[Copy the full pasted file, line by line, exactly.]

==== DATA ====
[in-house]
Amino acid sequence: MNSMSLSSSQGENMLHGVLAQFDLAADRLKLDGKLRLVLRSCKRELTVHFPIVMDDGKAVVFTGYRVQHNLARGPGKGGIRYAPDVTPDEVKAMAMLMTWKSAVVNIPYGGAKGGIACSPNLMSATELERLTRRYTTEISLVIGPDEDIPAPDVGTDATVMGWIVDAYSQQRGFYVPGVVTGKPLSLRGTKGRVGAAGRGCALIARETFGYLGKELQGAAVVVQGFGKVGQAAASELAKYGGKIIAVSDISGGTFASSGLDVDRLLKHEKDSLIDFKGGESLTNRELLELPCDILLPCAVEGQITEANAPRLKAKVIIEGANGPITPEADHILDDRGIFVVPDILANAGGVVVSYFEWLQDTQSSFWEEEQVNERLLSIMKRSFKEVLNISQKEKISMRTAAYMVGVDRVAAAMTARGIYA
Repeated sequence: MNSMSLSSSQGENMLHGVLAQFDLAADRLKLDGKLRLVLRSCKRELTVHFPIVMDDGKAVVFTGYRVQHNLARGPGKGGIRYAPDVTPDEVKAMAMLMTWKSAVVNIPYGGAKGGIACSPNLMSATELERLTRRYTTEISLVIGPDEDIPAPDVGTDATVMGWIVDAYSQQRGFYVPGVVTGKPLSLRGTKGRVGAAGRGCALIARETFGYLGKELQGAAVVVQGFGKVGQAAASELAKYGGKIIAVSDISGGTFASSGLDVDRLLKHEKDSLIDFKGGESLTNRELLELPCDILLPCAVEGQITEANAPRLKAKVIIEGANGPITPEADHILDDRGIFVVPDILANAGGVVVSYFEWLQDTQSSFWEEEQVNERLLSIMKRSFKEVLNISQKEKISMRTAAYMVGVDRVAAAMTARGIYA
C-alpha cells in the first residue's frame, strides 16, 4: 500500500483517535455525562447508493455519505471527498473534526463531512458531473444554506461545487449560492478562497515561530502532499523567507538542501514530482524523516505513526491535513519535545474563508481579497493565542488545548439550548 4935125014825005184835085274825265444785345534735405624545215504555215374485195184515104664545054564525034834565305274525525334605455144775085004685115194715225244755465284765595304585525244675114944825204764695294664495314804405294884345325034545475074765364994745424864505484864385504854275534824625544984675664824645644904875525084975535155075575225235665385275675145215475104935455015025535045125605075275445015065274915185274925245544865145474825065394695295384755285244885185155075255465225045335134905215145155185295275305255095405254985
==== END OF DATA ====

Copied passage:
[in-house]
Amino acid sequence: MNSMSLSSSQGENMLHGVLAQFDLAADRLKLDGKLRLVLRSCKRELTVHFPIVMDDGKAVVFTGYRVQHNLARGPGKGGIRYAPDVTPDEVKAMAMLMTWKSAVVNIPYGGAKGGIACSPNLMSATELERLTRRYTTEISLVIGPDEDIPAPDVGTDATVMGWIVDAYSQQRGFYVPGVVTGKPLSLRGTKGRVGAAGRGCALIARETFGYLGKELQGAAVVVQGFGKVGQAAASELAKYGGKIIAVSDISGGTFASSGLDVDRLLKHEKDSLIDFKGGESLTNRELLELPCDILLPCAVEGQITEANAPRLKAKVIIEGANGPITPEADHILDDRGIFVVPDILANAGGVVVSYFEWLQDTQSSFWEEEQVNERLLSIMKRSFKEVLNISQKEKISMRTAAYMVGVDRVAAAMTARGIYA
Repeated sequence: MNSMSLSSSQGENMLHGVLAQFDLAADRLKLDGKLRLVLRSCKRELTVHFPIVMDDGKAVVFTGYRVQHNLARGPGKGGIRYAPDVTPDEVKAMAMLMTWKSAVVNIPYGGAKGGIACSPNLMSATELERLTRRYTTEISLVIGPDEDIPAPDVGTDATVMGWIVDAYSQQRGFYVPGVVTGKPLSLRGTKGRVGAAGRGCALIARETFGYLGKELQGAAVVVQGFGKVGQAAASELAKYGGKIIAVSDISGGTFASSGLDVDRLLKHEKDSLIDFKGGESLTNRELLELPCDILLPCAVEGQITEANAPRLKAKVIIEGANGPITPEADHILDDRGIFVVPDILANAGGVVVSYFEWLQDTQSSFWEEEQVNERLLSIMKRSFKEVLNISQKEKISMRTAAYMVGVDRVAAAMTARGIYA
C-alpha cells in the first residue's frame, strides 16, 4: 500500500483517535455525562447508493455519505471527498473534526463531512458531473444554506461545487449560492478562497515561530502532499523567507538542501514530482524523516505513526491535513519535545474563508481579497493565542488545548439550548 4935125014825005184835085274825265444785345534735405624545215504555215374485195184515104664545054564525034834565305274525525334605455144775085004685115194715225244755465284765595304585525244675114944825204764695294664495314804405294884345325034545475074765364994745424864505484864385504854275534824625544984675664824645644904875525084975535155075575225235665385275675145215475104935455015025535045125605075275445015065274915185274925245544865145474825065394695295384755285244885185155075255465225045335134905215145155185295275305255095405254985